The Mathematical Theory of Relativity
by Arthur Stanley Eddington
Publisher: Cambridge University Press 1923
Number of pages: 448
Sir Arthur Eddington here formulates mathematically his conception of the world of physics derived from the theory of relativity. The argument is developed in a form which throws light on the origin and significance of the great laws of physics; its consequences are followed to the full extent in the consideration of gravitation, relativity, mechanics, space-time, electromagnetic phenomena and world geometry.
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by Francis Dominic Murnaghan - Johns Hopkins press
This monograph is the outcome of lectures delivered to the graduate department of mathematics of The Johns Hopkins University. Considerations of space have made it somewhat condensed in form, but the mode of presentation is sufficiently novel.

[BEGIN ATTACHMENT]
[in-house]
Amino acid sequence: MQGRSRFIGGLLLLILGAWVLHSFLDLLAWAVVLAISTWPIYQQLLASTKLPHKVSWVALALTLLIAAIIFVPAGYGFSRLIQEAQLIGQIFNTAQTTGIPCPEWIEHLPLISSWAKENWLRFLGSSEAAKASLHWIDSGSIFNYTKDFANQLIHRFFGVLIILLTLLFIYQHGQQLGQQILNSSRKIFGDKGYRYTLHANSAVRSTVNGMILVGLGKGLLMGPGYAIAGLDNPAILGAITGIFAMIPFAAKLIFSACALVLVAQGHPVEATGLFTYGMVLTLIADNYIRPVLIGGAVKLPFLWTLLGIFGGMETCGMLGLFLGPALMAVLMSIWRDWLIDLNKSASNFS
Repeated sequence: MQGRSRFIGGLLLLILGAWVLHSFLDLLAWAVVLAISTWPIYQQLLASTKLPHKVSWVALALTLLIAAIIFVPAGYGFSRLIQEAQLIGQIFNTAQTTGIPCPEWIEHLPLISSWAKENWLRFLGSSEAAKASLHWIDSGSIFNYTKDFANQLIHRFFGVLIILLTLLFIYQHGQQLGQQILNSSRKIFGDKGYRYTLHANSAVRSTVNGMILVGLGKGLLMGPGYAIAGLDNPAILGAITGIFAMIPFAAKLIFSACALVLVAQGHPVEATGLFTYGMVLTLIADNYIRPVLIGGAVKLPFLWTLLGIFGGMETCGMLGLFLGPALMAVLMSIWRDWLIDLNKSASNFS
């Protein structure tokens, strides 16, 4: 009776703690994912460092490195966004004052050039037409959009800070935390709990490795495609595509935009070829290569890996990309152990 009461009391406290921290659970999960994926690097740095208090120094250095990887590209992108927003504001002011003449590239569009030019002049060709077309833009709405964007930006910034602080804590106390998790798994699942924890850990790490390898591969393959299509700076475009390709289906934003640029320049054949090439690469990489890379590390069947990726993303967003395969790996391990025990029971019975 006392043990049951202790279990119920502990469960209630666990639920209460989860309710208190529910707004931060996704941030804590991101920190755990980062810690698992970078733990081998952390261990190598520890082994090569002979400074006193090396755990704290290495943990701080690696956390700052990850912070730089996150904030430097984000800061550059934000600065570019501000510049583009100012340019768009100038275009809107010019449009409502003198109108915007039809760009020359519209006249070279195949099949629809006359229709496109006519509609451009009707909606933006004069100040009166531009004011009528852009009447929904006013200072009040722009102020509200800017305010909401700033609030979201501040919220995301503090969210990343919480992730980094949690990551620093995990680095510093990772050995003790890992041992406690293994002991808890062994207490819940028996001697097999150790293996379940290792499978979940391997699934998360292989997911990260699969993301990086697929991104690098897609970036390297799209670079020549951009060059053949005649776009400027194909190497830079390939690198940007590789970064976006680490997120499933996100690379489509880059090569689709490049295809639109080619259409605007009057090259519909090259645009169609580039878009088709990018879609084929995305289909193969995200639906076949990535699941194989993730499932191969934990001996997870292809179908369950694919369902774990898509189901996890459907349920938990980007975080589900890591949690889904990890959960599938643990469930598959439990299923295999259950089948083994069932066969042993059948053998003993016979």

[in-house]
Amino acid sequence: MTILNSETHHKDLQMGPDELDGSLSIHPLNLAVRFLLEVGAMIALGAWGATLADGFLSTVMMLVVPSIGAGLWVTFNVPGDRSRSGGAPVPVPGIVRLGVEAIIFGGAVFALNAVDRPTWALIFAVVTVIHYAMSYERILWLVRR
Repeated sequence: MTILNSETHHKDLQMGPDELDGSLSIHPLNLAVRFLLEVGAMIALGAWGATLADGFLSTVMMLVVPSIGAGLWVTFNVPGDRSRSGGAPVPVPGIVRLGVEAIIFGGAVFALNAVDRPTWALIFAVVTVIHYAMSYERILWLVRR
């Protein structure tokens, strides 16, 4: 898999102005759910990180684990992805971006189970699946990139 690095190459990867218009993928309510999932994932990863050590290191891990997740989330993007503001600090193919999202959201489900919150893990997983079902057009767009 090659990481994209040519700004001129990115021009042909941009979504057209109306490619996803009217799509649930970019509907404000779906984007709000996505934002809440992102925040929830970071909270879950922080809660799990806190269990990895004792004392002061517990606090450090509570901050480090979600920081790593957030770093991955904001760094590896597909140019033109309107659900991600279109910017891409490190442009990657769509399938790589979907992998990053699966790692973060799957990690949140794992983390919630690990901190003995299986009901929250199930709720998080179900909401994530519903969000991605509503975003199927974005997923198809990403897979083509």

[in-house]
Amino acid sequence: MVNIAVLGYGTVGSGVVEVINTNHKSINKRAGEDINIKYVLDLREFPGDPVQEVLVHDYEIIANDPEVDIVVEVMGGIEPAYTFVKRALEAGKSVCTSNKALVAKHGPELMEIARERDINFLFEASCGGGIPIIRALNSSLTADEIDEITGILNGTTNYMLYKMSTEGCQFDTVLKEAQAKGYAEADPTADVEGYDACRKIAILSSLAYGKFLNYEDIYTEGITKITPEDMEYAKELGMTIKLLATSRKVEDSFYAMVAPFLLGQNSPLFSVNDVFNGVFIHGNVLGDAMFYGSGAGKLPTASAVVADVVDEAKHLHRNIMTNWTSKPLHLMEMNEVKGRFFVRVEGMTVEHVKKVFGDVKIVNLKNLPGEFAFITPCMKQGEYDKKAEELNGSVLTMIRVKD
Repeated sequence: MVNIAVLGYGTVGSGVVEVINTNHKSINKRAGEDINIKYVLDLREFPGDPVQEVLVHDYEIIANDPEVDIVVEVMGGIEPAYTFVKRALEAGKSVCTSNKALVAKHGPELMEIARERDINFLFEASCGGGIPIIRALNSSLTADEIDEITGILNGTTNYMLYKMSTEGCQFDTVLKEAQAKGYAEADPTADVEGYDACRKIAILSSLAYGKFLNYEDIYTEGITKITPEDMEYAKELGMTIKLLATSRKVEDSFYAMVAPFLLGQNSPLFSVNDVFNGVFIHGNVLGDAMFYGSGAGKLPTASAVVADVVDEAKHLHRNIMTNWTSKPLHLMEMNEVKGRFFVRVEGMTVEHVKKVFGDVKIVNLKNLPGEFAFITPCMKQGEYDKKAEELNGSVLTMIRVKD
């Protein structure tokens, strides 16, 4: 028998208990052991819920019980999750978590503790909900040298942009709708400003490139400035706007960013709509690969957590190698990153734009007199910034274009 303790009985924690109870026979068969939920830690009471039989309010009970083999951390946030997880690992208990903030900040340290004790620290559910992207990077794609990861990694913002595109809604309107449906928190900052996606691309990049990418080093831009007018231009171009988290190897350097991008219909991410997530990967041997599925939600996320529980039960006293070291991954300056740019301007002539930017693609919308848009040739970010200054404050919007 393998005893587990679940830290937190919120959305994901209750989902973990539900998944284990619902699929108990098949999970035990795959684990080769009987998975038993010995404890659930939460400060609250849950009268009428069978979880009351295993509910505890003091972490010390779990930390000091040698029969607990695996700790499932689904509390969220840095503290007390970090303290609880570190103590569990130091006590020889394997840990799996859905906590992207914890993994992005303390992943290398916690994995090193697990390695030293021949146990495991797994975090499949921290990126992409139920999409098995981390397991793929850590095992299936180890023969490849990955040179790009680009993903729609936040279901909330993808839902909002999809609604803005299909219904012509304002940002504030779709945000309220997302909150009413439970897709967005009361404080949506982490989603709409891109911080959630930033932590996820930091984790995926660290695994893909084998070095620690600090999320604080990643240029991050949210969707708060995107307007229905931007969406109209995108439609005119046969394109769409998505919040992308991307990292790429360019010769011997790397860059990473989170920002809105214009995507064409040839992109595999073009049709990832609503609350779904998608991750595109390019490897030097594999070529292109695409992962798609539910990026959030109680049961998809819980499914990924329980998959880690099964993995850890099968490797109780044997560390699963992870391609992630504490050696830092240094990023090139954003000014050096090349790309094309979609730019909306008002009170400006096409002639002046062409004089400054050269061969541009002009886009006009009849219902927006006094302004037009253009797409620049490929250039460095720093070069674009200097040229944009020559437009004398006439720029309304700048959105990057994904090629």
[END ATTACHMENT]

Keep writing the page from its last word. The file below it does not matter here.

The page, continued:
by Sean M. Carroll
General relativity has a reputation of being extremely difficult. This introduction is a very pragmatic affair, intended to give you some immediate feel for the language of GR. It does not substitute for a deep understanding -- that takes more work.
by Eric Gourgoulhon - arXiv
These notes introduce the theory of rotating stars in general relativity. The focus is on the theoretical foundations, with a detailed discussion of the spacetime symmetries, the choice of coordinates and the derivation of the equations of structure.
by Giampiero Esposito - arXiv
An attempt is made of giving a self-contained introduction to holomorphic ideas in general relativity, following work over the last thirty years by several authors. The main topics are complex manifolds, spinor and twistor methods, heaven spaces.